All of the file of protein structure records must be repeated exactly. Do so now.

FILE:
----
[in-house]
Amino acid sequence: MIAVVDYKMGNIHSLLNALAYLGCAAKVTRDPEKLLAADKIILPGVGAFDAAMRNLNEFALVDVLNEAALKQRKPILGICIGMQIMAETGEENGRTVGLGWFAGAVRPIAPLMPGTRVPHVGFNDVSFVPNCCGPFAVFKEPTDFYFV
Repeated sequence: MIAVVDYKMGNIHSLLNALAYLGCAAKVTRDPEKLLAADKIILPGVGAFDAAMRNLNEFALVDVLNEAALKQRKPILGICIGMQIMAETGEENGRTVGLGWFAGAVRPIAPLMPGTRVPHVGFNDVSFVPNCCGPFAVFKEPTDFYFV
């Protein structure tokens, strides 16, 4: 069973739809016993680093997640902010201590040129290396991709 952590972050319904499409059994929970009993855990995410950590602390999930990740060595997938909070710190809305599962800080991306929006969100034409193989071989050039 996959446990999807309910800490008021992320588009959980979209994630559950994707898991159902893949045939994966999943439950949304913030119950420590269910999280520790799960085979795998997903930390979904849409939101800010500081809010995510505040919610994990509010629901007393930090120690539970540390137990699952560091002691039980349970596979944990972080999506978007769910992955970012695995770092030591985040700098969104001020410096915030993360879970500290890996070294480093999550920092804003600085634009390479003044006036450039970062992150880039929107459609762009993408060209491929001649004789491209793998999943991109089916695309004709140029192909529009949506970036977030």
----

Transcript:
[in-house]
Amino acid sequence: MIAVVDYKMGNIHSLLNALAYLGCAAKVTRDPEKLLAADKIILPGVGAFDAAMRNLNEFALVDVLNEAALKQRKPILGICIGMQIMAETGEENGRTVGLGWFAGAVRPIAPLMPGTRVPHVGFNDVSFVPNCCGPFAVFKEPTDFYFV
Repeated sequence: MIAVVDYKMGNIHSLLNALAYLGCAAKVTRDPEKLLAADKIILPGVGAFDAAMRNLNEFALVDVLNEAALKQRKPILGICIGMQIMAETGEENGRTVGLGWFAGAVRPIAPLMPGTRVPHVGFNDVSFVPNCCGPFAVFKEPTDFYFV
């Protein structure tokens, strides 16, 4: 069973739809016993680093997640902010201590040129290396991709 952590972050319904499409059994929970009993855990995410950590602390999930990740060595997938909070710190809305599962800080991306929006969100034409193989071989050039 996959446990999807309910800490008021992320588009959980979209994630559950994707898991159902893949045939994966999943439950949304913030119950420590269910999280520790799960085979795998997903930390979904849409939101800010500081809010995510505040919610994990509010629901007393930090120690539970540390137990699952560091002691039980349970596979944990972080999506978007769910992955970012695995770092030591985040700098969104001020410096915030993360879970500290890996070294480093999550920092804003600085634009390479003044006036450039970062992150880039929107459609762009993408060209491929001649004789491209793998999943991109089916695309004709140029192909529009949506970036977030």